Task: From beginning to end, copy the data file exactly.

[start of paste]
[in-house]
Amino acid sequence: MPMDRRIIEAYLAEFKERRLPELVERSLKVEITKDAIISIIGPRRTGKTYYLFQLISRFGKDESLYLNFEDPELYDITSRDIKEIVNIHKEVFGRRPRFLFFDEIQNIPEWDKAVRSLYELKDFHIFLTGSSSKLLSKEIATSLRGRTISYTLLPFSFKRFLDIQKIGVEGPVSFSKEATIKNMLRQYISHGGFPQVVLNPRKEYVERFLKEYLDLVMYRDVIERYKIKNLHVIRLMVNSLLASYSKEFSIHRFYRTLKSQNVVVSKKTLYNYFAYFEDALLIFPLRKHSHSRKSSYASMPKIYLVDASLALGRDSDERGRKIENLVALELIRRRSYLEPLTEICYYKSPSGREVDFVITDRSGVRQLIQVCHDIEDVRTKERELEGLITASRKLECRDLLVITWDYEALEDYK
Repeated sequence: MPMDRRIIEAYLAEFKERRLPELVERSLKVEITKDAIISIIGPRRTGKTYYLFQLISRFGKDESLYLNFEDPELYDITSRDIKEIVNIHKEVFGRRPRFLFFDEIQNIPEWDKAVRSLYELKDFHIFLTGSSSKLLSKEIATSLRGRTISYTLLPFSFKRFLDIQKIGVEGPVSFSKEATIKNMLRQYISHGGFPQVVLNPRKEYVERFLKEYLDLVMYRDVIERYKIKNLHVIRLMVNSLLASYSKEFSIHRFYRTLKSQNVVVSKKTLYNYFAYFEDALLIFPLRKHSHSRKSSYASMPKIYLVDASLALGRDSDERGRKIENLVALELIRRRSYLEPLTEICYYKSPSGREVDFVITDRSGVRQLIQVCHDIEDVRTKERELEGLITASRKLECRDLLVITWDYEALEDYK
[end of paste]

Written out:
[in-house]
Amino acid sequence: MPMDRRIIEAYLAEFKERRLPELVERSLKVEITKDAIISIIGPRRTGKTYYLFQLISRFGKDESLYLNFEDPELYDITSRDIKEIVNIHKEVFGRRPRFLFFDEIQNIPEWDKAVRSLYELKDFHIFLTGSSSKLLSKEIATSLRGRTISYTLLPFSFKRFLDIQKIGVEGPVSFSKEATIKNMLRQYISHGGFPQVVLNPRKEYVERFLKEYLDLVMYRDVIERYKIKNLHVIRLMVNSLLASYSKEFSIHRFYRTLKSQNVVVSKKTLYNYFAYFEDALLIFPLRKHSHSRKSSYASMPKIYLVDASLALGRDSDERGRKIENLVALELIRRRSYLEPLTEICYYKSPSGREVDFVITDRSGVRQLIQVCHDIEDVRTKERELEGLITASRKLECRDLLVITWDYEALEDYK
Repeated sequence: MPMDRRIIEAYLAEFKERRLPELVERSLKVEITKDAIISIIGPRRTGKTYYLFQLISRFGKDESLYLNFEDPELYDITSRDIKEIVNIHKEVFGRRPRFLFFDEIQNIPEWDKAVRSLYELKDFHIFLTGSSSKLLSKEIATSLRGRTISYTLLPFSFKRFLDIQKIGVEGPVSFSKEATIKNMLRQYISHGGFPQVVLNPRKEYVERFLKEYLDLVMYRDVIERYKIKNLHVIRLMVNSLLASYSKEFSIHRFYRTLKSQNVVVSKKTLYNYFAYFEDALLIFPLRKHSHSRKSSYASMPKIYLVDASLALGRDSDERGRKIENLVALELIRRRSYLEPLTEICYYKSPSGREVDFVITDRSGVRQLIQVCHDIEDVRTKERELEGLITASRKLECRDLLVITWDYEALEDYK